Bosnia Herzegovina still rife with heated nationalism

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Bosnia Herzegovina still rife with heated nationalism

Bosnia Herzegovina still rife with heated nationalism
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The only city in Bosnia running well multi-ethnically is Brcko. Ordinary people, politics, the police force, courts and schools… Bosnian Moslems and Croats and Serbs… get on together. Elsewhere in the country, 15 years after the war, ethnic animosity is still the norm.

Outside Brcko, this has virtually paralysed decision-making in Bosnia Herzegovina, with its Muslim-Croat Federation and the smaller entity, the Serbs’ Republika Srpska.

As a result of the Dayton Accords, the civilian peace implementation is supervised by the international community’s High Representative. But continuing internal friction has prevented reform and cooperation among the disparate parties.

Journalist Dzenana Karup Drusko, taking part in EU discussions, talked about the lasting impact of inter-ethnic killing in the 1992-95 war. She said that one of the problems in Bosnia Herzegovina is that “we still have a denial of crimes. The Prime Minister of the Serb Republic still claims that there was no genocide in Srbebrenica.”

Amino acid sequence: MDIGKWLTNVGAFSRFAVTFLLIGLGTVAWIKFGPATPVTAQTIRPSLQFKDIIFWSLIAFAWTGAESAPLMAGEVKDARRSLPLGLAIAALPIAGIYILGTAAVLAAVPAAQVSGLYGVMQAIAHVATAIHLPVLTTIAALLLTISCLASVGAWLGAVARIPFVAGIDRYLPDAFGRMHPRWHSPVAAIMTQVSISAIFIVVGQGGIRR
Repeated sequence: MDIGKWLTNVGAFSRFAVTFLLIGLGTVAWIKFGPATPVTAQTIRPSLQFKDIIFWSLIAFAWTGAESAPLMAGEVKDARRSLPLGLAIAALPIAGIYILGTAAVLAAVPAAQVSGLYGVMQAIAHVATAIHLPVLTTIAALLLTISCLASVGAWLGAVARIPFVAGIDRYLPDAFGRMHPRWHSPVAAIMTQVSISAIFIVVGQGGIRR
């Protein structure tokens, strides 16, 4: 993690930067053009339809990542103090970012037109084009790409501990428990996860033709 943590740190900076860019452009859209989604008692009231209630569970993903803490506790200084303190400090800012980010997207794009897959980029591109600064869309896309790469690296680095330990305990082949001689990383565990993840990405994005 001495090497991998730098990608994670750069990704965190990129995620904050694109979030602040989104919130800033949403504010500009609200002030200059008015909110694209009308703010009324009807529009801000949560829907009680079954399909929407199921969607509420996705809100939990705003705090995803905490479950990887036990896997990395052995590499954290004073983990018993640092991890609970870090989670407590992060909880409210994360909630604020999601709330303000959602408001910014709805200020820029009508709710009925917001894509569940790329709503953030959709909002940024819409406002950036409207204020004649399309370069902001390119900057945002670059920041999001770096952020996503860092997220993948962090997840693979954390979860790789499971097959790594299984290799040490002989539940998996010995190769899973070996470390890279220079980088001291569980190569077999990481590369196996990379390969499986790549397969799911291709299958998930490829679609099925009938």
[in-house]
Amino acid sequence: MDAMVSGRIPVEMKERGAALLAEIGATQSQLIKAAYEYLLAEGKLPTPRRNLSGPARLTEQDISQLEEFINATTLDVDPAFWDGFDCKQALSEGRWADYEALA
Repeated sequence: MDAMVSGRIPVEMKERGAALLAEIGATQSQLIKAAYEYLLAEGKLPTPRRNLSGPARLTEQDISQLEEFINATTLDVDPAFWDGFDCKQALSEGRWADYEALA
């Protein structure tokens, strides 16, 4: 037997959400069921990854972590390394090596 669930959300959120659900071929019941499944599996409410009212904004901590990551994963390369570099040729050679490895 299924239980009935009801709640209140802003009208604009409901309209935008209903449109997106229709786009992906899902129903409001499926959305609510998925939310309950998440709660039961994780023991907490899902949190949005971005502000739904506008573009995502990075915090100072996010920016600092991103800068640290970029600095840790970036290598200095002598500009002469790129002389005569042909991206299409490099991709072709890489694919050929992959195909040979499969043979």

Neither the Bosnian member of the country’s tripartite Presidency, Moslem Haris Silajdzic, nor current Republika Srpska Prime Minister Milorad Dodik, who wants to be in the presidency, has moved to calm passions.

Silajdzic recently said the Serbs were responsible for holding back progress towards European mainstream integration.

Dodik has talked about clear secession of the Serb entity. Critics have repeatedly said his autonomy policies are to blame for the lack of structural reform.

Regional experts say the nationalist legacy is likely to perpetuate the stalemate of political stagnation.

“We don’t expect a radical change out of these elections,” said Galia Glume in Belgium, “for the simple reason that the country’s political elites imbibe more or less equally in nationalist rhetoric. There is a reflex of fear in both societies and the three communities, which remain deeply divided, living together but separated.”

The most successful reform in the country was uniting the rival ethnic armies in 2005. Yet pension obligations for war veterans weigh heavily.